Having cast their vigilante personas behind and taken up the mantle of hitmen instead, Jamie and Patrick vow to kill the mysterious Briggs and save Arf Collector once and for all. What do they know about Briggs though? Just that he loves parkour and dogs, which describes literally everyone! “We’re doomed,” Jamie says, shaking his head. “Ah, but you forget,” Patrick counters, “I’ve watched every episode of Murder, She Wrote. It is time to lay our trap!” Donning his cable knit sweater, Patrick bangs out a true crime novel entitled Dog Gone: The Arf Collector Story and calls up his agent who rushes it into production. Watching the online reviews with bated breath their ploy is rewarded with a one star review reading merely  “Not how it happened!” “Quick, trace that IP” Patrick yells, and Jamie smashes away at his keyboard using 1337 h4xx0r skillz as The Prodigy plays at a deafening volume. Sure enough Briggs wrote that review, and they soon arrive at Briggs’ high rise office. Guns blazing they move steadily upwards killing henchmen until they reach the hundredth floor. Opening the door they find Briggs pensively looking out towards the ocean. “By now your reputation precedes you for your detective, hacking, killing, and movie making skills, Bad Movie Twins. Just promise me that you’ll treat Arf Collector with the love he deserves,” and with that Briggs kills himself. Arf Collector barks happily. The Bad Movie Twins did it! But what is this? A mystery novel peeking out of Briggs’ desk? It’s not just good, it is great! “But alas,” Patrick says, “Murder mysteries are totally out right now. Perhaps … if instead the main character was a child with mysterious powers, and the book was instead a YA novel …” That’s right! This week we are watching the newest dystopian YA novel turned mega franchise (they assumed) in The Darkest Minds! A complete box office disaster, The Darkest Minds hopped onto the dystopian YA-novel adaptation right as it was completing its crash, and thus became one of the biggest box office bombs of the year. Let’s go!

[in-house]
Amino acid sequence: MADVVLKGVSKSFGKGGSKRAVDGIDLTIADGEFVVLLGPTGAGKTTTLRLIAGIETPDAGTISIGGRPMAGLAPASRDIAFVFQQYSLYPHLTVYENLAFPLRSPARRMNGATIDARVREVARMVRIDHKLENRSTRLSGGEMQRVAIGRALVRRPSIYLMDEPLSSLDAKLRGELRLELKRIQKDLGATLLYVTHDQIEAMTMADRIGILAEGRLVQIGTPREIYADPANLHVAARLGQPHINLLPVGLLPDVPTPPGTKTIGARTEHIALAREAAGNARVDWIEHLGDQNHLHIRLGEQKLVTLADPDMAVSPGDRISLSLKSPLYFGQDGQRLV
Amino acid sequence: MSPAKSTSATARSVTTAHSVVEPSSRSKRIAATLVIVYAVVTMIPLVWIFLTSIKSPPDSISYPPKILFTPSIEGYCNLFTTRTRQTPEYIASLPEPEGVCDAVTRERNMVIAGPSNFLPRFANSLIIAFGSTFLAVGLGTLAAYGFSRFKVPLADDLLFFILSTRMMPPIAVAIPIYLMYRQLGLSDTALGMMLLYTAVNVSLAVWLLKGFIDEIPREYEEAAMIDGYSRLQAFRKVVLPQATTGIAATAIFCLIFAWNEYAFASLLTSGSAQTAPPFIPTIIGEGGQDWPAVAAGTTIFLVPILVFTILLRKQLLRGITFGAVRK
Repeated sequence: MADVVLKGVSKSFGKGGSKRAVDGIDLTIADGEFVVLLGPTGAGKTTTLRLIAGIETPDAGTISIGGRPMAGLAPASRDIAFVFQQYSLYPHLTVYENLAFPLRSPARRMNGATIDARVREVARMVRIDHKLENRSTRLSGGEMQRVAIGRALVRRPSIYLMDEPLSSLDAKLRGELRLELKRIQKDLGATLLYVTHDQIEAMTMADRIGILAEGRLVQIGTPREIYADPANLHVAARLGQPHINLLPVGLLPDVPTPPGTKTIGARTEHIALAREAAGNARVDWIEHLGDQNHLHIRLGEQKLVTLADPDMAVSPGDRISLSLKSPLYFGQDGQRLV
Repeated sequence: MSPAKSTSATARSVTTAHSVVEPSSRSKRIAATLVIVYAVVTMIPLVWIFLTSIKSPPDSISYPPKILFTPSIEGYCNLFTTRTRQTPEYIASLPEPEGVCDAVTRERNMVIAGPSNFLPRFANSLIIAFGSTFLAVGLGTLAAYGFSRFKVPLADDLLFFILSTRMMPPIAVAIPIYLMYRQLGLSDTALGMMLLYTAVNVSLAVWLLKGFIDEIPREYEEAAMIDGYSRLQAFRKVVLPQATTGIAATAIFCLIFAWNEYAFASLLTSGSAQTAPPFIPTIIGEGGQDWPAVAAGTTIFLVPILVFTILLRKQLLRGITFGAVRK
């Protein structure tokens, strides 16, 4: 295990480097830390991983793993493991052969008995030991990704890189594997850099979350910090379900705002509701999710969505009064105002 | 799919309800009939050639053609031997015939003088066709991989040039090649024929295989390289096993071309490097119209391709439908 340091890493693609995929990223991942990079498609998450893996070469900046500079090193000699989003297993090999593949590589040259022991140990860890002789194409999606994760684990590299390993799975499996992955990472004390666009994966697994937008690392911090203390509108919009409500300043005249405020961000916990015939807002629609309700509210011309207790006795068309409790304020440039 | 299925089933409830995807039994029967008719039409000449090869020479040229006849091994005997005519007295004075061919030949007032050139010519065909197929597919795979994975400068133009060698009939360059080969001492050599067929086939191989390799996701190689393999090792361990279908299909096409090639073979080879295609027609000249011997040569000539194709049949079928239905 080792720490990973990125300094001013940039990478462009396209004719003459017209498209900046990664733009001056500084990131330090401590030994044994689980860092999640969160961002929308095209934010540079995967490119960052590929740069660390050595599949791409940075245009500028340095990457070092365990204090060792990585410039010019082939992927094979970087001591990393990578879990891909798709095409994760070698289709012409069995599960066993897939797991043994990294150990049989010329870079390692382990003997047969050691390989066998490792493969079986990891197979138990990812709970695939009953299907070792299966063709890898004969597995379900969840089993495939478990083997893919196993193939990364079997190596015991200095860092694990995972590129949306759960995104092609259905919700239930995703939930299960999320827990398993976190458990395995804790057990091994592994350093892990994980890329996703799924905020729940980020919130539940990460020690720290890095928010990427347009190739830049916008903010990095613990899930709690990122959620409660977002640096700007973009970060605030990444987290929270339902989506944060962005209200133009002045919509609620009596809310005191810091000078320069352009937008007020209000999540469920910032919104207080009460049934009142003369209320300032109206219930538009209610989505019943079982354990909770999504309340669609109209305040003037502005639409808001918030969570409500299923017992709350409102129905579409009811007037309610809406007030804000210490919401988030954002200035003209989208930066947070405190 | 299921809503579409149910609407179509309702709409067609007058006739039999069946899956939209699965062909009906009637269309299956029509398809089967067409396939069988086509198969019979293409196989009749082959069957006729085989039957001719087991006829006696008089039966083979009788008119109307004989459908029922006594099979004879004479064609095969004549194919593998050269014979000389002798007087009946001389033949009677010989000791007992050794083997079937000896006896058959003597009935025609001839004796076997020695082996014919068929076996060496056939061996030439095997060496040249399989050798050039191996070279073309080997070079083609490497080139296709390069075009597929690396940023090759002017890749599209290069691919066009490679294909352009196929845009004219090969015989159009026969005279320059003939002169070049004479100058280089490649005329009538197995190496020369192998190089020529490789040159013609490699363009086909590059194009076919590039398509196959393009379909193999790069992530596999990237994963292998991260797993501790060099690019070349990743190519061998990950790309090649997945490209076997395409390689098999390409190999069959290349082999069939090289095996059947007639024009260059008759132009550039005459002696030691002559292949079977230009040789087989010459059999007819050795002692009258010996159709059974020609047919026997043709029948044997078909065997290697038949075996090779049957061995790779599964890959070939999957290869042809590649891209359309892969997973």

The Darkest Minds (2018) – BMeTric: 37.9

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(Really Really low again. I can on one hand say that that is heartening, but at the same time realize that the BMeTric doesn’t distinguish when audiences call something a bad movie because it is boring … actually, something having a high BMeTric early on might literally mean that it can’t please anyone. Which might mean it is either (1) a complete travesty, or (2) boring. Which I guess makes sense.)

RogerEbert.com – 1.5 stars –  When The Darkest Minds book was released in 2012, we didn’t have a government-sanctioned program to separate children from their parents. Conservative adults weren’t attacking teenagers over the issue of gun violence. The movie features a daily broadcast of the president’s lies. Now, that’s just today’s headlines. The environment in which stories like “The Hunger Games” or “Divergent” gained followings has changed, and “The Darkest Minds” has not adapted to survive it.

(Woof. Pretty political take on it, but I guess you can’t really blame them. It is kind of true. The genre has completely collapsed despite the films looking as shiny (and cheesy) as usual. And One explanation for that could be politics. It could also just be that dystopia is out and aliens are in so they should go for aliens now that they are back in … basically stop adapting early 2010 YA novels for a while and pick up a nice Star Wars knockoff.)

Trailer – https://www.youtube.com/watch?v=tN8o_E_f9FQ

(Looks pretty intense. I honestly don’t really know what is happening. I am going to guess either the main character is hugely powerful … or can’t control her powers … or she can use all four (or whatever) powers. That is a classic sci-fi thing. The one who can use all four powers! Wow! Wait … am I excited about this?)

Directors – Jennifer Yuh Nelson – (Known For: Kung Fu Panda 3; Kung Fu Panda 2; BMT: The Darkest Minds; Notes: Born in South Korea, she was nominated for Best Animated Feature for Kung Fu Panda 2.)

Writers – Chad Hodge (screenplay by) – (BMT: The Darkest Minds; Notes: Mainly a television writer for things like Wayward Pines and The Playboy Club.)